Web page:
American Academy of Ophthalmology Web Site: www.aao.org
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March 2009

 
Opinion
Wrong-Eye Surgery: Will It Be Your Turn Next?
By Richard P. Mills, MD, MPH, Chief Medical Editor, EyeNet
 
 

In my first month of residency, a wise old attending told me that surgeons who claimed never to have had a specific complication simply hadn’t yet operated enough. Ever since, I’ve carried that aphorism in my humility handbag, where I discover it when pawing through, looking for something else. Of course, the comment assumes that all complications have a stable rate, and that it’s just a matter of time before one occurs. But all surgeons expend considerable effort to push the rate ever downward with improvements in technique and procedures. It’s pretty easy to demonstrate the reduction of broken capsules over time in your personal surgical experience, but it’s much harder to show improvement with a complication that you’ve never experienced.

So it is with wrong-eye and its cousin, wrong-implant surgery. Most of us can go many years, if not an entire career, without experiencing such an event. Pretty soon, we convince ourselves that our procedures are invincible enough that it will never happen to us. And that’s when it’s most likely to occur.

I know, because it happened to me after 35 years in practice. A retired physician needed a glaucoma drainage device in his left eye. The Joint Commission Universal Protocol1 was rigorously followed prior to the retrobulbar block, including the marking of the left eye and verification by all OR personnel. Subsequently, the surgical technician draped the right (wrong) eye. When I made the first conjunctival cut, the patient said, “Ouch.” So I checked ocular motility, and the eye movements were full, so we prepared a supplementary block. Only when I positioned myself to do the repeat block did I recognize it felt different, but why . . . ? Because I had blocked the other (correct) eye before!!! Thank goodness for my muscle memory. I reported the incident to medical center authorities, and a root cause analysis was undertaken. To make a long story short, my hospital system-wide now requires verification of the operative site not only before the block but also before the incision.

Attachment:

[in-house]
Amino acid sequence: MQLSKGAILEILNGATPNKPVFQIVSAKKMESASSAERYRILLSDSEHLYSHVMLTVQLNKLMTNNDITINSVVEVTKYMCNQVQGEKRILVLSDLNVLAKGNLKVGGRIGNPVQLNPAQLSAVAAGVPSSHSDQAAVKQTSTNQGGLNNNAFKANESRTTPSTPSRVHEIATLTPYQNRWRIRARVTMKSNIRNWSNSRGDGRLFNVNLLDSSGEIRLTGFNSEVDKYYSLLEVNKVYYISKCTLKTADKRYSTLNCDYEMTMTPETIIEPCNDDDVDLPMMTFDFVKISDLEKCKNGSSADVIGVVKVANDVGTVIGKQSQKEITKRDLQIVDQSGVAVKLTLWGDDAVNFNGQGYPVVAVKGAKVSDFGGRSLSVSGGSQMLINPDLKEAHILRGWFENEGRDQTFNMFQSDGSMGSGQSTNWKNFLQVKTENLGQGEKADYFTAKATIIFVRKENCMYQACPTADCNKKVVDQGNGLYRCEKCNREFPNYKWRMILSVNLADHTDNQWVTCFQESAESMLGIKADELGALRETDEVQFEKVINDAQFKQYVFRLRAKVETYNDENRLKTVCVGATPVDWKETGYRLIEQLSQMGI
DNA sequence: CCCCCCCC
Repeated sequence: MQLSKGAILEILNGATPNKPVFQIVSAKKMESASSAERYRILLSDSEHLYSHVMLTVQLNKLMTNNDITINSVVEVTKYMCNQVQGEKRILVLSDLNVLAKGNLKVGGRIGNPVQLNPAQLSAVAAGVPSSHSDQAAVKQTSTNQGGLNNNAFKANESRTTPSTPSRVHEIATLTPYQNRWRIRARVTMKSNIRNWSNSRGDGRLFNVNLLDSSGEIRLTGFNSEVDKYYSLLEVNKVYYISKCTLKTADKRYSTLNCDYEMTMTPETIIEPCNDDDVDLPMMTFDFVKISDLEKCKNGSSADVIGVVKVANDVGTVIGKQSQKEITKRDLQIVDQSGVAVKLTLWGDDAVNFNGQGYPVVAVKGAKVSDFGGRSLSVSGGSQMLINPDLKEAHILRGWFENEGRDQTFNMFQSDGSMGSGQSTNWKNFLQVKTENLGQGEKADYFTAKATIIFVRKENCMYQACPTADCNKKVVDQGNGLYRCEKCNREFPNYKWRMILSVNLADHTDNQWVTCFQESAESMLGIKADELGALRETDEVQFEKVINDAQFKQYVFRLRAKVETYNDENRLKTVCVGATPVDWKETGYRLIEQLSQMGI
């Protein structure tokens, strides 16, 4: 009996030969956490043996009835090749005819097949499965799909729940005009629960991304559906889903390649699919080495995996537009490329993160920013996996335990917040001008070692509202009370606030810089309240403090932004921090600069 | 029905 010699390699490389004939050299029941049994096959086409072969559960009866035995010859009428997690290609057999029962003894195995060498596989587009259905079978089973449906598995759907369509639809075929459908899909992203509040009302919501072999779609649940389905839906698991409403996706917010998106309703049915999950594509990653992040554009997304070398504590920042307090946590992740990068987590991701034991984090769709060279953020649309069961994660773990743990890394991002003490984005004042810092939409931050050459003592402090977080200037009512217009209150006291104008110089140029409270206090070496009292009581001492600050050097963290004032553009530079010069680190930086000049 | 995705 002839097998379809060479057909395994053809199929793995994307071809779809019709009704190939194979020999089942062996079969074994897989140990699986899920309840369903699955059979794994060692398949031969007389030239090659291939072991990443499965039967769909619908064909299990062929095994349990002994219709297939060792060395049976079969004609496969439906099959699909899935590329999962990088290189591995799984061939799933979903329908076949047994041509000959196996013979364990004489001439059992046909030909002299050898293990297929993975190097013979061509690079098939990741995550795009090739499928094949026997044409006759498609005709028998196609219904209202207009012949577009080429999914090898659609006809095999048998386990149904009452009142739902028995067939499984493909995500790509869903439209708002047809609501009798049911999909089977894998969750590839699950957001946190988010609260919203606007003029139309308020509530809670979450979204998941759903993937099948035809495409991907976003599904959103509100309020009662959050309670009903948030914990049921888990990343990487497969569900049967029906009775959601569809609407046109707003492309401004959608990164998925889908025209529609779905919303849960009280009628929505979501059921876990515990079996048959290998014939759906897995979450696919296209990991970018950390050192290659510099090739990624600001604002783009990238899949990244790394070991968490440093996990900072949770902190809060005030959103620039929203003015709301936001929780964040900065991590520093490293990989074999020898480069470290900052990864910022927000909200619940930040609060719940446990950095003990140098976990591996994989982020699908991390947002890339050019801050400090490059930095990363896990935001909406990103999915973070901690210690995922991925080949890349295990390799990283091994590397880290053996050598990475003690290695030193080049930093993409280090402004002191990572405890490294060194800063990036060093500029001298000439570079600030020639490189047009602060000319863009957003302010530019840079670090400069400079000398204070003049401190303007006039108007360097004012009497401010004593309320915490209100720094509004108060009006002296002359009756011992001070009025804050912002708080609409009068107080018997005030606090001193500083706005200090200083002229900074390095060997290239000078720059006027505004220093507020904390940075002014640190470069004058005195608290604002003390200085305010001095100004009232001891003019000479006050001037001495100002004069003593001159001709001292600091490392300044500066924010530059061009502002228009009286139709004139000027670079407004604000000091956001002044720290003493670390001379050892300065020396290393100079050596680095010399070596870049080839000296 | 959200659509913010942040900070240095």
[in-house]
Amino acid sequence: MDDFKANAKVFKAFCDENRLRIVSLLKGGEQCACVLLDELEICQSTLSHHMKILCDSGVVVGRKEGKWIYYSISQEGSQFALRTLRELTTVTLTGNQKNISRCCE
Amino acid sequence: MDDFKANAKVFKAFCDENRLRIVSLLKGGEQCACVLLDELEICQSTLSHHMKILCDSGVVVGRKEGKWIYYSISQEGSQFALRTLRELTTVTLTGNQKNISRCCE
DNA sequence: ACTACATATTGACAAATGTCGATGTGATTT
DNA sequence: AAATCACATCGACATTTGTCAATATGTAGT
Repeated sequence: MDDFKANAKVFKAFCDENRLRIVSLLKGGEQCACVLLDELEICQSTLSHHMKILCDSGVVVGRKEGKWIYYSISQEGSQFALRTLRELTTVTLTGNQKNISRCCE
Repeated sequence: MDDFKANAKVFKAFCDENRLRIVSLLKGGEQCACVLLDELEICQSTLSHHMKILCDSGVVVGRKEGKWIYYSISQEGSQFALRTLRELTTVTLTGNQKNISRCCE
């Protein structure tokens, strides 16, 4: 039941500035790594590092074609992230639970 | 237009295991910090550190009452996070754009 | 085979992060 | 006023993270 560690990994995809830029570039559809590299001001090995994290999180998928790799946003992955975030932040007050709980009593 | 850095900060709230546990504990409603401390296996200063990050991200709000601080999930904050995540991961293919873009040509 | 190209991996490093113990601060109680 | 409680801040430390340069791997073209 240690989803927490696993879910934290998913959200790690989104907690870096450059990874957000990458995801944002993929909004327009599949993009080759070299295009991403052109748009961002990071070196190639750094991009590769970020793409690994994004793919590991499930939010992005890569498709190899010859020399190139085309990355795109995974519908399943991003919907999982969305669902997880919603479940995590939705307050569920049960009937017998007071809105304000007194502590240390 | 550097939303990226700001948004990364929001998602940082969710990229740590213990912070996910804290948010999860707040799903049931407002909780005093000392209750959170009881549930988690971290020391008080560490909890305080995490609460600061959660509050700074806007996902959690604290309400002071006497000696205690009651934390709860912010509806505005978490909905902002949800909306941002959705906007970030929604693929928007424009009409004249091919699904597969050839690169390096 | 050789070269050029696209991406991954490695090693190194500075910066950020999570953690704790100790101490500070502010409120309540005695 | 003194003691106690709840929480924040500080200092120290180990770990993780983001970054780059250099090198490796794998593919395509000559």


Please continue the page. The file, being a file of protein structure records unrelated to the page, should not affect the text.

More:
One paper describing a study of Ophthalmic Mutual Insurance Company (OMIC) and New York Department of Health data shows wrong-site or wrong-implant surgery is preventable.2 It says that the implementation of guidelines could have prevented wrong-site or implant surgery in almost all cases, except where the error had occurred in the ophthalmologist’s office preoperatively. In response to the need for ophthalmology-specific guidelines, the Academy convened a Wrong-Site Task Force in collaboration with other ophthalmic organizations. Their recommendations in a recently released protocol should be required reading for all of us, and their checklist is an easy reference.3

Data from OMIC indicate these cases keep appearing at a rate of 1 or 2 per month. It is my fear that surgeons who have not experienced a wrong-site event or near miss may not be paying enough attention. Attentiveness and independent source verification from the office chart are among the most important things that the ophthalmologist can bring to the OR. Team members should not fear calling a hard stop if they have concerns. If we work together and follow the Academy’s guidelines, we can reduce the incidence of these unacceptable and indefensible complications.
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1 www.jointcommission.org/PatientSafety/UniversalProtocol.
2 Simon, J. Trans Am Ophthalmol Soc 2007;105:513–529.
3 one.aao.org/WSWIOL.

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